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Sexual Risk among Pregnant Women at Risk of HIV Infection in Cape Town, South Africa: What Does Alcohol Have to Do with It?

Abstract

This study examines baseline associations between alcohol use and HIV sexual risk among a cohort of HIV-uninfected pregnant women (n = 1201) residing in a high HIV burdened community in Cape Town, South Africa. Alcohol use was measured using a modified version of the Alcohol Use Disorder Identification Test (AUDIT). HIV sexual risk was measured through a composite variable of four risk factors: diagnosis with a STI, self-report of > 1 recent sex partners, partner HIV serostatus (unknown or HIV+) and condomless sex at last sex. Any past year alcohol use prior to pregnancy was reported by half of participants (50%); 6.0% reported alcohol use during pregnancy. Alcohol use prior to pregnancy was associated with increased odds of being at high risk of HIV (aOR = 1.33, 95% CI 1.05–1.68, for 2 risks and aOR = 1.47, 95% CI 0.95–2.27 for 3 risks). In addition to reducing alcohol use, several other strategies to address HIV sexual risk were identified. Evidence-based interventions to address alcohol use and other HIV sexual risk behaviors during pregnancy in South Africa are desperately needed. Qualitative work exploring individual and community level drivers of alcohol use among pregnant and breastfeeding women in this setting could support development of a culturally tailored intervention to address these issues in this population.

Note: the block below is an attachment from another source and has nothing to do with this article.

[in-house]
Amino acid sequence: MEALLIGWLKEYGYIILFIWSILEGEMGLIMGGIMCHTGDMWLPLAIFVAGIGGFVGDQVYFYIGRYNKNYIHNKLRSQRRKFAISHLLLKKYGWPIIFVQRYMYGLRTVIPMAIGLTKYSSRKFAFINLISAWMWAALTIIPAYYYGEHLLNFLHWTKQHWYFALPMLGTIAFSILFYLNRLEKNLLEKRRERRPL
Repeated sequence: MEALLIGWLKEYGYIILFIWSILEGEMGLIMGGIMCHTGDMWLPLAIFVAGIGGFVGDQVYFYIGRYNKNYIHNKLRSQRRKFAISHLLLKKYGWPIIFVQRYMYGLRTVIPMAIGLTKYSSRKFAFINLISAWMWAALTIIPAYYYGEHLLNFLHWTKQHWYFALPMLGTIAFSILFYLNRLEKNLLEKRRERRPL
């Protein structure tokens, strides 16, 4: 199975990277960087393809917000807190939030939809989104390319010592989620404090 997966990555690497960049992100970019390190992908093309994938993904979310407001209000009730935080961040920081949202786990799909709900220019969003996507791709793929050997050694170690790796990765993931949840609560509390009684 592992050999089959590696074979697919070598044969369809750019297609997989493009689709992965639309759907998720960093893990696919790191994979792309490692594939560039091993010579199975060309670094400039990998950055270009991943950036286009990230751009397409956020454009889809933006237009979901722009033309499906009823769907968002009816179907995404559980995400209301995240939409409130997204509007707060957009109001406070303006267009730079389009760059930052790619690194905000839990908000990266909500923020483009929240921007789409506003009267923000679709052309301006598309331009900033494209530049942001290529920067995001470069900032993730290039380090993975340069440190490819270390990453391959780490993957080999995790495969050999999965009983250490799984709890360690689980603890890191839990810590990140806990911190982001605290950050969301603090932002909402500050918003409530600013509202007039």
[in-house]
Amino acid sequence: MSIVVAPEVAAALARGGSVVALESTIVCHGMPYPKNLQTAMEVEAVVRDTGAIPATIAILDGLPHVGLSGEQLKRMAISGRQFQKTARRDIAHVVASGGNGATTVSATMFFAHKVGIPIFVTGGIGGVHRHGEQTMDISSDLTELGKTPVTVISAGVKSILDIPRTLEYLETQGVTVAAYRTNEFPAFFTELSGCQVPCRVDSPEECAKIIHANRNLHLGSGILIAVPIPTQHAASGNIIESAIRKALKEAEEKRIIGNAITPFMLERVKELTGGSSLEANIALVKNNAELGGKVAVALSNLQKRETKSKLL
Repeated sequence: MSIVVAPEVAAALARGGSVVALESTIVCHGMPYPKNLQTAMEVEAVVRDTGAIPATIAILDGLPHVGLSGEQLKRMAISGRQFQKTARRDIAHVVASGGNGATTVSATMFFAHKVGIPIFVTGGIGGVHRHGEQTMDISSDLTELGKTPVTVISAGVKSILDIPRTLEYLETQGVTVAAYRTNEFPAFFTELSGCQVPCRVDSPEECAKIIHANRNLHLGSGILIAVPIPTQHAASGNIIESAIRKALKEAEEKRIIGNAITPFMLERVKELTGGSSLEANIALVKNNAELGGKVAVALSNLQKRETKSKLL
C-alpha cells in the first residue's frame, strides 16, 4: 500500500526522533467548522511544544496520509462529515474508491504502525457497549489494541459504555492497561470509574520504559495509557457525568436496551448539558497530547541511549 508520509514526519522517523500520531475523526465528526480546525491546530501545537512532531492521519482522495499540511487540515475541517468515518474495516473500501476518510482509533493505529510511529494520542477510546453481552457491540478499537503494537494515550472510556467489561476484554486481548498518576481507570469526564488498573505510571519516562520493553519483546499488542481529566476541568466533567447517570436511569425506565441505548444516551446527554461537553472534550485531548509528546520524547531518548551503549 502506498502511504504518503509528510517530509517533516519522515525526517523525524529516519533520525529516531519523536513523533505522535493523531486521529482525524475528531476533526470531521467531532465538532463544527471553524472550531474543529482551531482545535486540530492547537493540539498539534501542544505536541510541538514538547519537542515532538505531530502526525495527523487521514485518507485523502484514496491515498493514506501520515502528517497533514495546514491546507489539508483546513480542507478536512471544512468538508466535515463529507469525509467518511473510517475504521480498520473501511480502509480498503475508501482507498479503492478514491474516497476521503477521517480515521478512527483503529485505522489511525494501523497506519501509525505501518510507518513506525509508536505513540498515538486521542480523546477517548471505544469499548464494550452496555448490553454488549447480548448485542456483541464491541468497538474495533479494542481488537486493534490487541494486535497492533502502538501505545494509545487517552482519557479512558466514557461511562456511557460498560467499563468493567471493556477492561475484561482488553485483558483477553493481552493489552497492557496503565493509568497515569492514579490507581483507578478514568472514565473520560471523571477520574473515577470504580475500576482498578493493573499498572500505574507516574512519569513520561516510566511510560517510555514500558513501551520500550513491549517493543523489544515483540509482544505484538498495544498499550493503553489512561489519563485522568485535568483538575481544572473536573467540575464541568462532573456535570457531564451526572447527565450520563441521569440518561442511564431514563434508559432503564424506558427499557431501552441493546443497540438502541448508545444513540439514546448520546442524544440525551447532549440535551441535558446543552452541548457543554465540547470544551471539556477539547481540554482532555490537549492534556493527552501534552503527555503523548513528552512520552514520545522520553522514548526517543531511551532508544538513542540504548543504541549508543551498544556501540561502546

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Acknowledgements

The authors would like to thank the Pre-exposure prophylaxis in Pregnancy and Post-partum study staff as well as the study participants for their time.

Funding

This project was supported by National Institute of Mental Health grants T32MH080634 (PI: Gorbach) and R01MH116771 (PI: Joseph Davey) and Fogarty International Center grant K01TW011187 (PI: Joseph Davey).

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Correspondence to Amanda P. Miller.

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Written informed consent was obtained from all study participants; unassisted self-consent was obtained from adolescents (participants 16 and 17 years of age). Each woman received R100, (~ USD$7) in compensation for her time.

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Miller, A.P., Shoptaw, S., Mvududu, R. et al. Sexual Risk among Pregnant Women at Risk of HIV Infection in Cape Town, South Africa: What Does Alcohol Have to Do with It?. AIDS Behav 27, 37–50 (2023). https://doi.org/10.1007/s10461-022-03742-1

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